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Gallowgate architects promise to preserve SJP views but they once suggested boarding up the Tyne!

1 month ago
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The fight goes on to try and stop the Strawberry Place development, a project on land once owned by Newcastle United which will prevent any future expansion of St James Park (see details of how, like hundreds of other Newcastle fans have done, you can still register your own objection below).

Mike Ashley has turned a personal profit by buying the land off the football club and then selling it on to developers to make a few million for himself.

Whilst every other Premier League club is trying to increase the number of fans they can get into their stadiums, Mike Ashley is doing his best to ensure St James Park will never have an increased capacity, even if one day he does sell to ambitious new owners.

Another concern with the development is that it will totally ruin the Newcastle city centre skyline and the views of St James Park that we see now.

Interesting then to see the Strawberry Place architects (Ryder Architecture) quoted in the Chronicle:

In new documents submitted this week, Ryder Architecture states that the height of the buildings “has been designed and tested to ensure that they sit comfortably with the adjacent buildings and within the wider context”.

They add: “The footprints of the new buildings have been located to preserve key views to the Gallowgate stand of St James’ Park from both the head of St James’ Boulevard and the Chinese Gate.”

All of that sounds professional but in the 60s the same firm (then known as Ryder & Yates) proposed boarding over the River Tyne for T Dan Smith because it was an eyesore. Can you imagine? (***Thanks to one of our avid readers for the tip-off to this one..)

If Burns’ plans for a city of elevated pedestrian walkways were ambitious, Ryder & Yates’ proposal for the regeneration of the Quayside area was audacious. As the hub of Newcastle’s industry, the Quayside enjoyed over a century of prosperity but by the time T. Dan Smith was in office it was deeply derelict and left reeling from years of post-war deindustrialisation and neglect. Smith turned to the trusted Ryder & Yates to figure out how to revitalise the area and—possibly inspired by Wilfred Burns’ love of pedestrian decks—came up with the Tyne Deck plan.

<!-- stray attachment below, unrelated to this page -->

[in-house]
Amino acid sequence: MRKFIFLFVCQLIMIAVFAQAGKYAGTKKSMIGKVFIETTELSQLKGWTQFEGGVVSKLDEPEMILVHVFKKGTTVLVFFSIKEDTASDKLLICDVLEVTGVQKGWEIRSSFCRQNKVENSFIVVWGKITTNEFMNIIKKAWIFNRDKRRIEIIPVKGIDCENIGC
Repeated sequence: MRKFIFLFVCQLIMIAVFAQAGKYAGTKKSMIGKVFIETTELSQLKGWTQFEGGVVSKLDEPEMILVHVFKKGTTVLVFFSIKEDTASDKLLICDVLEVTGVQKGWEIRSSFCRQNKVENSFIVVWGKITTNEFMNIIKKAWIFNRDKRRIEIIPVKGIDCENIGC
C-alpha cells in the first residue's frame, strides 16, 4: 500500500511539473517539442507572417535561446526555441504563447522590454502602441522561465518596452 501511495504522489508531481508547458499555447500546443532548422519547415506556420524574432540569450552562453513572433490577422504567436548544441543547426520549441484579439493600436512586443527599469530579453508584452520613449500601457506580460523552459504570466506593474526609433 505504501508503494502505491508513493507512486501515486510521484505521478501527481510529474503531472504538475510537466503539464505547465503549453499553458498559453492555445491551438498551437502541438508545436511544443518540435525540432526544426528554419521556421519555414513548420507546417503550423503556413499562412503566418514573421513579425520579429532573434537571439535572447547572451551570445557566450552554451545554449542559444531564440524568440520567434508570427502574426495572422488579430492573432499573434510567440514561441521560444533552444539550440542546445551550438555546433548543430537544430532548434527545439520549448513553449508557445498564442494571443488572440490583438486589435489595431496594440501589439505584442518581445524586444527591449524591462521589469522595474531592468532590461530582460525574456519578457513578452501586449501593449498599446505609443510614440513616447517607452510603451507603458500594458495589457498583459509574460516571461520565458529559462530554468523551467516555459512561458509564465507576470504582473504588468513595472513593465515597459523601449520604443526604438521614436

Ryder & Yates proposed decking over the River Tyne, from one side to the other, and building a sprawling conference centre complex on top. Few can deny the sheer audacity of this plan. It’s doubtful whether even the most radical members of Burns’ planning team would have countenanced the idea, but its very conception captures the utopian mood of the 1960s planning scene in Newcastle.

 

Nothing changes – local architects are still happy to kill our heritage on behalf of the council!

(From Monday’s article ‘Add your objection today against Gallowgate development that stops St James Park ever expanding’)

We have done a short step by step guide detailing how to get to where you need to, so you can object and comment (it is simple and will only take you a few minutes. This probably makes it sound more complicated than it actually is but thought worth detailing step by step just in case…).

A quick step by step guide to objecting:

Click HERE to go to Newcastle City Council planning page.

Then second option down is ‘Search by reference number’, click that and then enter 2019/0879/01/DET to take you direct to the SJP/Gallowgate planning application.

At the top of that page click ‘Register’ and you enter name, address and password, then an email is sent for you to click to confirm you are registered and now able to comment/object.

Log-in using your email and password, then search once again using 2019/0879/01/DET and then click ‘Commenter type’ and choose ‘Member of the public’

Then click ‘Object’ and leave your comment below that, explaining why you don’t want the development to go ahead.

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